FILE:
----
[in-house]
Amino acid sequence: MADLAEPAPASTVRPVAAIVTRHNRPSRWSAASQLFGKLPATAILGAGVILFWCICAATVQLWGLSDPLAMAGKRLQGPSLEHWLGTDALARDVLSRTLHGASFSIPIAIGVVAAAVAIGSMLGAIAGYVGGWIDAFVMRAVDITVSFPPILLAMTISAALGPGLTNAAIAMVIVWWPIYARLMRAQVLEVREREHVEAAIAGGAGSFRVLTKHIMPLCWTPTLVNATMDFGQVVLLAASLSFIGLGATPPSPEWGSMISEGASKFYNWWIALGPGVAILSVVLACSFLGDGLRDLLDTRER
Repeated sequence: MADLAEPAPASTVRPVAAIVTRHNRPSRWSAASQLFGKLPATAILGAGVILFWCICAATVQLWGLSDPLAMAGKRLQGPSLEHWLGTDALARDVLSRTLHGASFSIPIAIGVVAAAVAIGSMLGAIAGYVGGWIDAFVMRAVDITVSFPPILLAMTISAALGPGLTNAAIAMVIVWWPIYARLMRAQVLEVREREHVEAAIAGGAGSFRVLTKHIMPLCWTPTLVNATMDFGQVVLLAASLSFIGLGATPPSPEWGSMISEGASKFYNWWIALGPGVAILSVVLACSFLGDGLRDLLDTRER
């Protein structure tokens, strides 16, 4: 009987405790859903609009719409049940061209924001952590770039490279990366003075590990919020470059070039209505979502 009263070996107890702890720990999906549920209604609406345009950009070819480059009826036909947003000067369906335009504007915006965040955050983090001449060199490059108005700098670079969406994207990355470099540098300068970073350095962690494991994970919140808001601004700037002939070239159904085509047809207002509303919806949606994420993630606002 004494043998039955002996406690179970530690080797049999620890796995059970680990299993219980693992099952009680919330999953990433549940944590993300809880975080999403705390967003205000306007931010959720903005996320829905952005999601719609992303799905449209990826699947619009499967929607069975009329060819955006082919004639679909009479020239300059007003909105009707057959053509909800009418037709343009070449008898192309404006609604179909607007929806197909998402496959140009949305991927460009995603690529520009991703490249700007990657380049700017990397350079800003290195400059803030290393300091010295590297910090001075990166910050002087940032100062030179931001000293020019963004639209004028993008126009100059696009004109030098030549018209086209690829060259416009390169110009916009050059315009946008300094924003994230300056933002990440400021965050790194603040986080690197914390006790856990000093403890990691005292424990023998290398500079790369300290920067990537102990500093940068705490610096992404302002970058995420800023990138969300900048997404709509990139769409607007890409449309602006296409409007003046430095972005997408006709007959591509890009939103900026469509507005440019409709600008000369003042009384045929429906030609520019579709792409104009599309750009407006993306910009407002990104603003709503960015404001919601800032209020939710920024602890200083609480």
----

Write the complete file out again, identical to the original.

[in-house]
Amino acid sequence: MADLAEPAPASTVRPVAAIVTRHNRPSRWSAASQLFGKLPATAILGAGVILFWCICAATVQLWGLSDPLAMAGKRLQGPSLEHWLGTDALARDVLSRTLHGASFSIPIAIGVVAAAVAIGSMLGAIAGYVGGWIDAFVMRAVDITVSFPPILLAMTISAALGPGLTNAAIAMVIVWWPIYARLMRAQVLEVREREHVEAAIAGGAGSFRVLTKHIMPLCWTPTLVNATMDFGQVVLLAASLSFIGLGATPPSPEWGSMISEGASKFYNWWIALGPGVAILSVVLACSFLGDGLRDLLDTRER
Repeated sequence: MADLAEPAPASTVRPVAAIVTRHNRPSRWSAASQLFGKLPATAILGAGVILFWCICAATVQLWGLSDPLAMAGKRLQGPSLEHWLGTDALARDVLSRTLHGASFSIPIAIGVVAAAVAIGSMLGAIAGYVGGWIDAFVMRAVDITVSFPPILLAMTISAALGPGLTNAAIAMVIVWWPIYARLMRAQVLEVREREHVEAAIAGGAGSFRVLTKHIMPLCWTPTLVNATMDFGQVVLLAASLSFIGLGATPPSPEWGSMISEGASKFYNWWIALGPGVAILSVVLACSFLGDGLRDLLDTRER
């Protein structure tokens, strides 16, 4: 009987405790859903609009719409049940061209924001952590770039490279990366003075590990919020470059070039209505979502 009263070996107890702890720990999906549920209604609406345009950009070819480059009826036909947003000067369906335009504007915006965040955050983090001449060199490059108005700098670079969406994207990355470099540098300068970073350095962690494991994970919140808001601004700037002939070239159904085509047809207002509303919806949606994420993630606002 004494043998039955002996406690179970530690080797049999620890796995059970680990299993219980693992099952009680919330999953990433549940944590993300809880975080999403705390967003205000306007931010959720903005996320829905952005999601719609992303799905449209990826699947619009499967929607069975009329060819955006082919004639679909009479020239300059007003909105009707057959053509909800009418037709343009070449008898192309404006609604179909607007929806197909998402496959140009949305991927460009995603690529520009991703490249700007990657380049700017990397350079800003290195400059803030290393300091010295590297910090001075990166910050002087940032100062030179931001000293020019963004639209004028993008126009100059696009004109030098030549018209086209690829060259416009390169110009916009050059315009946008300094924003994230300056933002990440400021965050790194603040986080690197914390006790856990000093403890990691005292424990023998290398500079790369300290920067990537102990500093940068705490610096992404302002970058995420800023990138969300900048997404709509990139769409607007890409449309602006296409409007003046430095972005997408006709007959591509890009939103900026469509507005440019409709600008000369003042009384045929429906030609520019579709792409104009599309750009407006993306910009407002990104603003709503960015404001919601800032209020939710920024602890200083609480």